Drew Carey host of The Price Is Right by Monty Brinton/CBS
Giggling at the antics of the slap-happy contestants who "come on down" at what he calls "the happiest place on Earth," Drew Carey looks like he's having a blast, and looks right at home, on the spiffed-up set of The Price Is Right as he takes over as host today. There's no fuss and no ceremony, and outside of the introduction telling us we're at the Bob Barker Studio in Television City, and that one of the games is still called "Barker's Bargain Bar," and that Carey chooses to sign off with the traditional plea to have your pets spayed, there's no actual homage to the former host as the new Price era begins.

And yet, probably the greatest tribute to Bob Barker is that the show goes on, and goes on effortlessly with its funny-looking new ringleader, who appears to be genuinely tickled at the breathless excitement of the frantic folks who come to play the game. When one of the contestants does a cartwheel after taking the stage, Carey quips: "What are you going to do if you win it?" (He also throws in a reference to the classic comedy routine "Slowly I turn . . ." which seems to go over everyone's head.) In short, he's the right guy for the job, and for as long as he wants it (can't imagine him sticking it out for 30-plus years unless the price really IS right), this man of the people will fit right in on the game show that still feels like TV's most open-door party.

Keeping on the theme of TV's lighter side, has anyone noted what a boom night Monday is for new comedies? Three engaging shows vie for attention in the 8 pm/ET hour, including NBC's spy caper Chuck and CBS's The Big Bang Theory, which is developing into a keeper (thankfully, no more visits to the sperm bank for smarmy sex jokes), with great buddy chemistry between Jim Parsons (a real find as the obsessively fussy Sheldon) and Johnny Galecki's neurotic Leonard. When their other geeky genius friends visit (Simon Helberg and Kunal Nayyar), we're talking ensemble bliss. Tonight's episode sounds especially promising, with a guest appearance by Laurie Metcalf as Sheldon's mother. (That makes two Roseanne veterans to appear on the show so far alongside Galecki; Sara Gilbert did a funny bit last week as a female geek who Leonard asked for a kiss: or, in geekspeak, "a biosocial exploration with a neurochemical overlay.")

In the same time period (8:30 pm/ET), the CW's underwatched Aliens in America is a charming alternative and a great fit with Everybody Hates Chris. Tonight's episode is an excellent showcase for Adhir Kalyan as Raja, the Muslim exchange student Raja who remains sweet of soul even when the show gets a bit crude and obvious in scoring its punch lines. Raja's unsentimental education in the ways of American adolescence (and local prejudices) takes a new twist as he is forced to lie about the non-existent "rocket club" his buddy Justin made up as a way to hang in private with his nerdy, sex-obsessed friends. When Raja goes shopping for supplies to build an actual rocket to alleviate his guilt, you can imagine the complications, since everyone in town still seems to think Raja is a closet terrorist. This show manages to satirize prejudice in a topical way without seeming too heavy-handed, largely thanks to Kalyan's charming performance.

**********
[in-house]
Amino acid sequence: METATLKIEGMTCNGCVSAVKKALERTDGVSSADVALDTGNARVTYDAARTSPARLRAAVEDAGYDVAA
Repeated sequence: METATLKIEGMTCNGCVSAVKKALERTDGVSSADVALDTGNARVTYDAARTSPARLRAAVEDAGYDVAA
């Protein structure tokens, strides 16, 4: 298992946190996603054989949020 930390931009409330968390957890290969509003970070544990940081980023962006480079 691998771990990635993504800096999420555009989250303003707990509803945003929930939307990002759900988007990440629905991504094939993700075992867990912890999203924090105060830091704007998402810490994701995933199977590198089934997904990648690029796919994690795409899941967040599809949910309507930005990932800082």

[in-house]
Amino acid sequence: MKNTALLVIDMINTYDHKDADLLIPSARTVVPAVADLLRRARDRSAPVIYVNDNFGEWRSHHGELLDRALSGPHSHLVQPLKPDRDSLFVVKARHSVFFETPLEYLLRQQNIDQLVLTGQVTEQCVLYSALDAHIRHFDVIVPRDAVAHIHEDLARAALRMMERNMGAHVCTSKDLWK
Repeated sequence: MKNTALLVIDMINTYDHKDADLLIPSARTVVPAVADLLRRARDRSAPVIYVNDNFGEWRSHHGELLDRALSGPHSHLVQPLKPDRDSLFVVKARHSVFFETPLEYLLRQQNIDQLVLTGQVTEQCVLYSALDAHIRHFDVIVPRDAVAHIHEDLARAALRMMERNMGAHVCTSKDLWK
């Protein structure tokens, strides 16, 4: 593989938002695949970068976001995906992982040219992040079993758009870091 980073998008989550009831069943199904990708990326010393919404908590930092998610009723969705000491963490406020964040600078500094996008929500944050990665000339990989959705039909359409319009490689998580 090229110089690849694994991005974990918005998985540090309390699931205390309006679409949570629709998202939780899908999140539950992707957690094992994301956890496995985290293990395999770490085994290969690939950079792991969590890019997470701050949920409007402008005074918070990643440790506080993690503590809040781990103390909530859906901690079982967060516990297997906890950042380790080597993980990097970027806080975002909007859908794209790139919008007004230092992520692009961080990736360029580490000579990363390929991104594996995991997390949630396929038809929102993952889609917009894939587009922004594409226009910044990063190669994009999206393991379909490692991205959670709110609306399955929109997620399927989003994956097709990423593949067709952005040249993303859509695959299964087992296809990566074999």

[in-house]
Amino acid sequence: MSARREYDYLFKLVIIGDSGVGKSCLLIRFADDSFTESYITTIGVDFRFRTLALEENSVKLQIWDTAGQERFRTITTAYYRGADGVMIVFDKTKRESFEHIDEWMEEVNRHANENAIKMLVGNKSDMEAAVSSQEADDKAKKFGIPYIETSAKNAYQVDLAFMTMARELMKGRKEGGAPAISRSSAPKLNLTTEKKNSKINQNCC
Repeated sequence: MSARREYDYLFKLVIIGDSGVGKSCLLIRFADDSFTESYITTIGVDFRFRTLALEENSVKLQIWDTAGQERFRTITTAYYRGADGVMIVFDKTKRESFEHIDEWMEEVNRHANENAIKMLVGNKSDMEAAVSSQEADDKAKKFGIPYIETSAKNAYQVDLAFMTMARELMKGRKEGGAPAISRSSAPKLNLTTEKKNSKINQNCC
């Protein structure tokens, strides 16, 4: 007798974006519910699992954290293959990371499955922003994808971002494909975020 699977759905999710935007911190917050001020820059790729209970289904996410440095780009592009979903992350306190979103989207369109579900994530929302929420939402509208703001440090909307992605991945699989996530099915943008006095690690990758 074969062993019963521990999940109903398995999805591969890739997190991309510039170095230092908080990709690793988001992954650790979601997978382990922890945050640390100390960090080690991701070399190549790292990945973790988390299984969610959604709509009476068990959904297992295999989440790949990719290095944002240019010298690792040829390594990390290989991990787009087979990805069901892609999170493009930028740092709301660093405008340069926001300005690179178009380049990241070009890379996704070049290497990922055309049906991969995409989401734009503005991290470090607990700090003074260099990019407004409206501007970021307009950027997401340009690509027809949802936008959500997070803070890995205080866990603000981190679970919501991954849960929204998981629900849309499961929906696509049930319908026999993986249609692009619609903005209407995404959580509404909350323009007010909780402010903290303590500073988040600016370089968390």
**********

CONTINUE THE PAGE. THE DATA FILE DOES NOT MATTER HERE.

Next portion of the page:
The newest welcome addition to the night, following on the high-stepping heels of Dancing With the Stars (at 9:30 pm/ET), is the sharp and slick Samantha Who?, a farce about amnesia, identity and reinvention that stars a very winning Christina Applegate as a woman who wakes from an eight-day coma with no memory of who she was, and the more she learns about herself to her horror, the more she'd like to forget.

"Bad Sam" (before the hit-and-run accident that put her in the hospital) was not a nice person, as we learn in occasional flashbacks of inexcusable behavior. New Sam, however, very much would like to be a better Sam, although she first has to mend fences with her estranged parents- Jean Smart is a hoot as her self-absorbed mother- and a nervous boyfriend (the terrifically appealing Barry Watson, bouncing back nicely from the forgettable What About Brian) who's oddly ambivalent about Samantha's reappearance. Doesn't take long for us to discover why. There's also strong support from Gilmore Girls' bubbly Melissa McCarthy and the sultry Jennifer Esposito as, respectively, the angel and devil sidekicks who battle for what's left of her soul. And Tim Russ, who mastered the deadpan as the dour Vulcan Tuvok on Star Trek: Voyager, provides the voice of calm reason as Frank the doorman, who has observed Sam at her worst for far too long.

Applegate is adorable in the title role: dithery and zany as befits a comic heroine, as Sam reacts to each revelation about her true character in dismay; but also possessed of an actual spine, as she sets about trying to rewind her life, repair the damage and make not only herself but everyone around her aim higher. Next week, we follow her to work, where New Sam's blunders are seen as wisdom by co-workers who still live in fear of Bad Sam. It's a fun situation, but as is often the case with high-concept shows, comedy or drama, you can't help wondering how long they can milk this premise before it gets old. Samantha is also handicapped by ABC's inordinate fondness for the single-camera filmed comedy format, with busy graphics adding a veneer of sophistication when what you might prefer are the belly-laughs you get in the traditional sitcom set-ups so confidently displayed on CBS's Monday lineup.

Still, we can look at all of this comic activity on Mondays as a sign that TV comedy, despite the doom-and-gloom headlines, isn't quite dead yet.